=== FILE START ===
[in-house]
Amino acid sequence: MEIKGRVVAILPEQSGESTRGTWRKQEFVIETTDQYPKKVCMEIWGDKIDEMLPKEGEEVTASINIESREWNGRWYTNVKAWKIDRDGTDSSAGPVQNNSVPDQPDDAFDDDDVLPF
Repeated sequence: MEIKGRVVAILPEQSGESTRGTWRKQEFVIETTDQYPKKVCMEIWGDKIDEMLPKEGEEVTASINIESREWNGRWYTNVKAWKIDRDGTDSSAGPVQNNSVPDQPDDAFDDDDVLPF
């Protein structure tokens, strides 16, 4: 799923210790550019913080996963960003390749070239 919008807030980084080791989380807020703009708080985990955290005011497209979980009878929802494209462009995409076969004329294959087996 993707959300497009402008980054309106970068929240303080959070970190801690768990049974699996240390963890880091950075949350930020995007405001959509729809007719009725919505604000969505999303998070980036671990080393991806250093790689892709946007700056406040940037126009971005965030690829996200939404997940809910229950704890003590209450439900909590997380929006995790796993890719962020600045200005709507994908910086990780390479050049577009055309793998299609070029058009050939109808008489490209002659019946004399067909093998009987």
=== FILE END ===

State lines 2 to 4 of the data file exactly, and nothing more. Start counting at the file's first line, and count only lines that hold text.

Amino acid sequence: MEIKGRVVAILPEQSGESTRGTWRKQEFVIETTDQYPKKVCMEIWGDKIDEMLPKEGEEVTASINIESREWNGRWYTNVKAWKIDRDGTDSSAGPVQNNSVPDQPDDAFDDDDVLPF
Repeated sequence: MEIKGRVVAILPEQSGESTRGTWRKQEFVIETTDQYPKKVCMEIWGDKIDEMLPKEGEEVTASINIESREWNGRWYTNVKAWKIDRDGTDSSAGPVQNNSVPDQPDDAFDDDDVLPF
């Protein structure tokens, strides 16, 4: 799923210790550019913080996963960003390749070239 919008807030980084080791989380807020703009708080985990955290005011497209979980009878929802494209462009995409076969004329294959087996 993707959300497009402008980054309106970068929240303080959070970190801690768990049974699996240390963890880091950075949350930020995007405001959509729809007719009725919505604000969505999303998070980036671990080393991806250093790689892709946007700056406040940037126009971005965030690829996200939404997940809910229950704890003590209450439900909590997380929006995790796993890719962020600045200005709507994908910086990780390479050049577009055309793998299609070029058009050939109808008489490209002659019946004399067909093998009987």